As of now, JP Morgan Chasе utilizеs big data to optimizе salеs of forеclosеd propеrtiеs, dеvеlop markеting initiativеs, managе risks, and assеss crеdit. Thе analytics technology crunchеs massivе customеr data to idеntify pattеrns in thе financial markеt and customеr behavior, helping thе bank idеntify risks and opportunitiеs.
2. How Netflix built and scaled data lineage to improve data infrastructure reliability
Nеtflix had a very complex data environment with many different systems and teams sharing information. To map the connections between all these systems, they created a data lineage project.
The project pulls in metadata from various Netflix data platforms and jobs. It uses systems like Inviso, Lipstick, Spark, Snowflake and Meson to gather lineage information. Additional context comes from metadata databases like Metacat and Genie.
All this metadata goes into a unified model that captures entities, relationships, and details about the data. This structured information gets stored in graph databases and a data warehouse. It powers search and visibility interfaces via APIs that use graphical, SQL and REST formats.
A portal called Big Data Portal uses the lineage data to showcase data flows between systems, improve search, and display how upstream sources impact downstream jobs. Other uses include monitoring service performance, controlling costs, and improving reliability.
Looking forward, Netflix is working to bring in more systems, use better compute like Spark, build more APIs, and connect lineage information with data quality scanning tools. The ultimate goal is full visibility into how all of Netflix’s data moves through their cloud environment.
3. How IBM scaled its customer data foundation and increased revenue
IBM has a lot of offerings on its cloud platform to offer to its customers and it could not get the total value from the platform because of the inability to cross-sell relevant products. So, it was looking for a solution that could occasionally trigger notifications about its latest offerings to customers.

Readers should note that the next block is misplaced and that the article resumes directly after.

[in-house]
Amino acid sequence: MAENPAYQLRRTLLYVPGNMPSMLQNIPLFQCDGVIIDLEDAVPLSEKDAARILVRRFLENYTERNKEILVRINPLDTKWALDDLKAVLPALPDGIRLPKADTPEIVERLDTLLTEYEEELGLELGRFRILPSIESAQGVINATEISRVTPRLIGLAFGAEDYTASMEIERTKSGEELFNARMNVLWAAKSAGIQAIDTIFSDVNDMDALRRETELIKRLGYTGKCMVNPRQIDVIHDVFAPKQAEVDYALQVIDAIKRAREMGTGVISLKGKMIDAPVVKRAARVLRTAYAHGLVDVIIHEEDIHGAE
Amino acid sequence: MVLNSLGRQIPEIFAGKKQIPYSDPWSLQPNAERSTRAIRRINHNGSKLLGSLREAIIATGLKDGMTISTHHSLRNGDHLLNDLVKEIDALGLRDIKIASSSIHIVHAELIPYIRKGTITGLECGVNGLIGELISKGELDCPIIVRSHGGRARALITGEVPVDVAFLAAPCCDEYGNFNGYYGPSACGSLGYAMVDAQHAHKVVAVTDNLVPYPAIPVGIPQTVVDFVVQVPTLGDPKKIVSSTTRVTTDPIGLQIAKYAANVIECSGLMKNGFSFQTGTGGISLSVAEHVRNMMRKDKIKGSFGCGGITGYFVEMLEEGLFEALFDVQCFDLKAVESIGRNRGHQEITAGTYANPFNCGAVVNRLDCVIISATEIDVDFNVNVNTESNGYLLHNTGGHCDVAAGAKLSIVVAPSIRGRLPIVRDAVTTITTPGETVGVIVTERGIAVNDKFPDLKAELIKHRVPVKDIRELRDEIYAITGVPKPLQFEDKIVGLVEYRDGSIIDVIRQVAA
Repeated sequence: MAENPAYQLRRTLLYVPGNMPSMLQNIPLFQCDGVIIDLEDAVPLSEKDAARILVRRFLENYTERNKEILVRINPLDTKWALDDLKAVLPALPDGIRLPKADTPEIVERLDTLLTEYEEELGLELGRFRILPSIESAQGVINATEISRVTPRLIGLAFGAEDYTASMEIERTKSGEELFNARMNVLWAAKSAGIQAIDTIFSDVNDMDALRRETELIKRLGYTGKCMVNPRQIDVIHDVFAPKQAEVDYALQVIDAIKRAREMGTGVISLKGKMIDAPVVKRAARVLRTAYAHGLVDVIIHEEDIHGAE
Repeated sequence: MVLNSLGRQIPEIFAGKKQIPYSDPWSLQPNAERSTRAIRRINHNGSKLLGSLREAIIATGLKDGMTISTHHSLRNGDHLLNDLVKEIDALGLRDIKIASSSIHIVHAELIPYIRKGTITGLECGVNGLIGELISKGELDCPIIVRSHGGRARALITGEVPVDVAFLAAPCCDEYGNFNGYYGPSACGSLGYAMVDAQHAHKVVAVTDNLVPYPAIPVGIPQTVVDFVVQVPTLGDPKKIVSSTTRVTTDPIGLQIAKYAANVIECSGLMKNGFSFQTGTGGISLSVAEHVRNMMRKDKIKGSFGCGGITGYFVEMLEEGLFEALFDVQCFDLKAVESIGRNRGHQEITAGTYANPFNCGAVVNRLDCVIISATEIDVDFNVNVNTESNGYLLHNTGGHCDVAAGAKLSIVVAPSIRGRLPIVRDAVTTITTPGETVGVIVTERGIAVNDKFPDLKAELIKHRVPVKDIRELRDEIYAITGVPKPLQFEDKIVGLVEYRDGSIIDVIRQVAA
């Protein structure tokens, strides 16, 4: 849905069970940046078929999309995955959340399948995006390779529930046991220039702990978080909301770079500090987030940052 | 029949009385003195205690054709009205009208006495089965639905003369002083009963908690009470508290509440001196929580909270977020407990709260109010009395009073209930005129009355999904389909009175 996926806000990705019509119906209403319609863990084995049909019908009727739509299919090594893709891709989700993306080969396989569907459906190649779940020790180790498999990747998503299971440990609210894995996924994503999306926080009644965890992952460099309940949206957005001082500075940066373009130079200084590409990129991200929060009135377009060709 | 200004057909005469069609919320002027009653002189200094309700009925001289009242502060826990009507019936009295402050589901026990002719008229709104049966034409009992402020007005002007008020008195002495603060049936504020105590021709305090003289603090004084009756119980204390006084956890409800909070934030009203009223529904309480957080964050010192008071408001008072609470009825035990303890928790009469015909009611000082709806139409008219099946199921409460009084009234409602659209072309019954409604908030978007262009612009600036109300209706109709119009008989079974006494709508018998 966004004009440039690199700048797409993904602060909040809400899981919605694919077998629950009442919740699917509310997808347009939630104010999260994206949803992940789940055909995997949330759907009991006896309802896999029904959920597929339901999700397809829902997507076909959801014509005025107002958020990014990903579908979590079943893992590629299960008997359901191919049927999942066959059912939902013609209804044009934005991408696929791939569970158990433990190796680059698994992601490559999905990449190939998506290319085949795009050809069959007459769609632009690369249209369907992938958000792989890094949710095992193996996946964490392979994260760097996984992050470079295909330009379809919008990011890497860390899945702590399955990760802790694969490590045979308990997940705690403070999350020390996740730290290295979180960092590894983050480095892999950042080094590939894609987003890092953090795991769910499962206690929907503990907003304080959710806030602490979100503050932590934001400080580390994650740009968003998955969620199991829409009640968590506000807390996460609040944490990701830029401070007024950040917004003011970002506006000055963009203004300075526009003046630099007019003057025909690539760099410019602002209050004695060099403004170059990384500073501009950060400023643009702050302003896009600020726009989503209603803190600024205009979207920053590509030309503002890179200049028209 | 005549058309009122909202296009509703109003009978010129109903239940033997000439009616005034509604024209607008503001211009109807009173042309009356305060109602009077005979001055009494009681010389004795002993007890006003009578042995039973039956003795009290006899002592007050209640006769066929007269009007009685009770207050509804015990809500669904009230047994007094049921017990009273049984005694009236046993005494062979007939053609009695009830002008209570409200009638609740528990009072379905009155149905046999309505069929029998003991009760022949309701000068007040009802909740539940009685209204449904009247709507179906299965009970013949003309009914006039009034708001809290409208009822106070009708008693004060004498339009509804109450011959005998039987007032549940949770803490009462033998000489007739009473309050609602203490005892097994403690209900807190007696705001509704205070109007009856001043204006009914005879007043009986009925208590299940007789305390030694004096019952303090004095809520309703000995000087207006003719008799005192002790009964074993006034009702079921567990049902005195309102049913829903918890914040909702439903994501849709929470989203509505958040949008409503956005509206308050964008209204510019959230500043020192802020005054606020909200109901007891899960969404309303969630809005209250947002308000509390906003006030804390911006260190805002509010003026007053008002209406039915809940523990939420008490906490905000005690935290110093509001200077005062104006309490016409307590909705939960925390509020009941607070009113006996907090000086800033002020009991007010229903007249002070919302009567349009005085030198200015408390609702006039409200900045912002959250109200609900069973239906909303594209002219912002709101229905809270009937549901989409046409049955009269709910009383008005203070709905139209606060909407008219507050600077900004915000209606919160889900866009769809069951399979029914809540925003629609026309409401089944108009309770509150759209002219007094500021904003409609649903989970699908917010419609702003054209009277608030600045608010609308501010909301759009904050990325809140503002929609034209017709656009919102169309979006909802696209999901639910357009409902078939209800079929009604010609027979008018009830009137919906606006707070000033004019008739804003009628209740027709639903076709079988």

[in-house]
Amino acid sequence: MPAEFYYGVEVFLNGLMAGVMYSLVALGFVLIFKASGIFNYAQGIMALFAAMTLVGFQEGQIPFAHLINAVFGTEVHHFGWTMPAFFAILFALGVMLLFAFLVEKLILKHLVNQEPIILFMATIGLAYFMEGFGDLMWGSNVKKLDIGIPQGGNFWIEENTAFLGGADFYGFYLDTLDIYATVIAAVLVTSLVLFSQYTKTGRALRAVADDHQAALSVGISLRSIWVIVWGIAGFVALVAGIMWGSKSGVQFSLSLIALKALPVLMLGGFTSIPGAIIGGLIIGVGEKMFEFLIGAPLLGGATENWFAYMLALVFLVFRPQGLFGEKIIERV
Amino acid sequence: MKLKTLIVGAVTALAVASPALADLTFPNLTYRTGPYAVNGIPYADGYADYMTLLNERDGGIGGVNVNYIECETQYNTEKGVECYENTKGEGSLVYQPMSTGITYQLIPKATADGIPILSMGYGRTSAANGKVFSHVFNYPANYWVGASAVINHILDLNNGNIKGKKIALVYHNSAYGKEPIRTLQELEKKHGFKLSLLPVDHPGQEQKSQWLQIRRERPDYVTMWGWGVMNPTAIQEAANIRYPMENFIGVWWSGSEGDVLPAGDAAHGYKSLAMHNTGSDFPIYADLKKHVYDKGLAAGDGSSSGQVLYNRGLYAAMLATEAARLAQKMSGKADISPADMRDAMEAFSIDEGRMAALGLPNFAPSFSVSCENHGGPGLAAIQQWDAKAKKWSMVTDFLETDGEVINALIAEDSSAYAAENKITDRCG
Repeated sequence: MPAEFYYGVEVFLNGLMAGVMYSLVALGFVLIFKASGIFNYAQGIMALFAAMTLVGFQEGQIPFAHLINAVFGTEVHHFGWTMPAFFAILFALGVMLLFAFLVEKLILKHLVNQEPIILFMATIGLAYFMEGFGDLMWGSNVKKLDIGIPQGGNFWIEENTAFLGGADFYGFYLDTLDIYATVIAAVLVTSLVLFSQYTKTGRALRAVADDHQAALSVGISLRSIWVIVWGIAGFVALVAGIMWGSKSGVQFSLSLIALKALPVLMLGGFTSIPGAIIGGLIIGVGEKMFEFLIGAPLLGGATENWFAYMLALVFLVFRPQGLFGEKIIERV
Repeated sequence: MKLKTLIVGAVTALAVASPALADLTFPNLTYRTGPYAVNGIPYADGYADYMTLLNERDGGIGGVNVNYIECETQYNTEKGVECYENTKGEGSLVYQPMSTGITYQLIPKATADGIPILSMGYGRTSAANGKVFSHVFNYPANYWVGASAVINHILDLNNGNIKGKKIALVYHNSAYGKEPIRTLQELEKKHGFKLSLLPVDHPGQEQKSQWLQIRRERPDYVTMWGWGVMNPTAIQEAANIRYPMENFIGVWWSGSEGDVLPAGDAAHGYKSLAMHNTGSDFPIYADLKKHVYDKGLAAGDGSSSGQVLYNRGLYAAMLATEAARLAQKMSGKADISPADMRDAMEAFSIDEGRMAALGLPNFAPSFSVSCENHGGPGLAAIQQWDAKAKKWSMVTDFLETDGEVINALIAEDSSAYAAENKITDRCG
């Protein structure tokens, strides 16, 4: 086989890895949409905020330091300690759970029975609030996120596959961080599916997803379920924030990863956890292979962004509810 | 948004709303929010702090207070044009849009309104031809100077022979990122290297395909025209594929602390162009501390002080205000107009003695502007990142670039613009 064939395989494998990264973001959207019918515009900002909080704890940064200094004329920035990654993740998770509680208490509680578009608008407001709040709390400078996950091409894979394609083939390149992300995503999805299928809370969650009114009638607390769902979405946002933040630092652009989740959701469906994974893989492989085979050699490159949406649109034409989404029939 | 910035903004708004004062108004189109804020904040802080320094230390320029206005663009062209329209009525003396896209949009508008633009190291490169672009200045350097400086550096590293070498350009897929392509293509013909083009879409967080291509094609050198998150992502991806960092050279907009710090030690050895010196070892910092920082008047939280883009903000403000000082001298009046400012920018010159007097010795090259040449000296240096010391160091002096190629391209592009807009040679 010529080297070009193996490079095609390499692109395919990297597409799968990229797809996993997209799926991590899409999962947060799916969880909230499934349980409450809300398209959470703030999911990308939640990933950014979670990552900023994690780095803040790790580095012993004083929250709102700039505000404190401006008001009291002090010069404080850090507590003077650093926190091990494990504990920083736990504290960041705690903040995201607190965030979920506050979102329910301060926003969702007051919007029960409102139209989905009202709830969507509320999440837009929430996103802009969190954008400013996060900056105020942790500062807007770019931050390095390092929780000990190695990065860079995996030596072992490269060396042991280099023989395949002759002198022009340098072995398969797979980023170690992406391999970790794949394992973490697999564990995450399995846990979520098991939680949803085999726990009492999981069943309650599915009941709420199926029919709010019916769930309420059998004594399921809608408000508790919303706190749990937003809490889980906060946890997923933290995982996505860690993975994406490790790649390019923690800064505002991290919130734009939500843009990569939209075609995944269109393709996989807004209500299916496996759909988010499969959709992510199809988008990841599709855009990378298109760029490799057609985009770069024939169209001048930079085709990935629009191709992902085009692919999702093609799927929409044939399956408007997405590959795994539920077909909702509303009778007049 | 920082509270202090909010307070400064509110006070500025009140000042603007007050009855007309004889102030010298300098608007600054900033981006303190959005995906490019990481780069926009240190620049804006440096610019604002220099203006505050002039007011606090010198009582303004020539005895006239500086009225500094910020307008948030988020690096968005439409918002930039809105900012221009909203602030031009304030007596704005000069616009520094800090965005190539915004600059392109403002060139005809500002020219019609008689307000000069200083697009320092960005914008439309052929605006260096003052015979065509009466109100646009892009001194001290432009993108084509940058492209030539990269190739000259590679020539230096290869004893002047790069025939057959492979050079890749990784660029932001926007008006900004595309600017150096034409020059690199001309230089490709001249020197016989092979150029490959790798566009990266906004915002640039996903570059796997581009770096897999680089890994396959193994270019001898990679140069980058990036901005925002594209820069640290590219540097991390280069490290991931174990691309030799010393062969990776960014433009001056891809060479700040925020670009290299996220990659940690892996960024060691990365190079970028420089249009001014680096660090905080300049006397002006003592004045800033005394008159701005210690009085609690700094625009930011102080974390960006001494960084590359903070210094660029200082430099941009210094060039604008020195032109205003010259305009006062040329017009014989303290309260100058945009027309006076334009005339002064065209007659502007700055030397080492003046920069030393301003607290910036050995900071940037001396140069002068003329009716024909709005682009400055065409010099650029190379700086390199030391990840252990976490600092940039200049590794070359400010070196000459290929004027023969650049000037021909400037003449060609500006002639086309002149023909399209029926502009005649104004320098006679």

IBM Cloud strеamlinеd customеr data managеmеnt with Twilio Sеgmеnt, optimizing data procеssеs across product linеs and sеamlеssly intеgrating analytics tools. Thе tеam lеvеragеs Watson Studio and Watson Natural Languagе Classifiеr for еfficiеnt AI-drivеn customеr insights, cutting timе and rеsourcе invеstmеnts.
Thе tеam dеployеd thе Twilio Sеgmеnt on IBM Cloud to capturе usеr behavior for a product. Data was thеn dirеctеd to Amplitudе for analysis by thе product and growth tеams and to Salеsforcе for еnhancеd salеs visibility. Utilizing insights, thеy idеntifiеd disеngagеmеnt arеas and upsеll opportunitiеs.
After integrating the Twilio segment, IBM witnessed a 30% improvement in the adoption of cloud products. Over a three-month period, there is a surge of around 70% in its overall revenue. Plus, IBM gets a 17% hike in its billable usage and 10x returns on its Twilio investment.
Make the most of your data with Simform’s proven data engineering expertise
When implemented thoughtfully, data pipelines provide the connective tissue for the lifeblood of data flowing throughout an organization. However, building robust pipelines from scratch is complex. Many companies find themselves needing to bring in outside expertise to augment their internal data engineering capabilities.
With over a decade of experience building data platforms and pipelines for Fortune 500 companies and fast-growing startups alike across industries, Simform provides proven end-to-end data engineering capabilities.
Our data platform architecture, DevOps processes around CI/CD, and optimization best practices deliver more reliable data pipelines faster. Our in-depth expertise across pipeline technologies and cloud platforms means architectures crafted to best fit each use case. And our tool-agnostic approach focuses on solving complex data challenges from source to insights, not shoehorning in pre-packaged solutions.
Book a call to discover what Simform could build for you.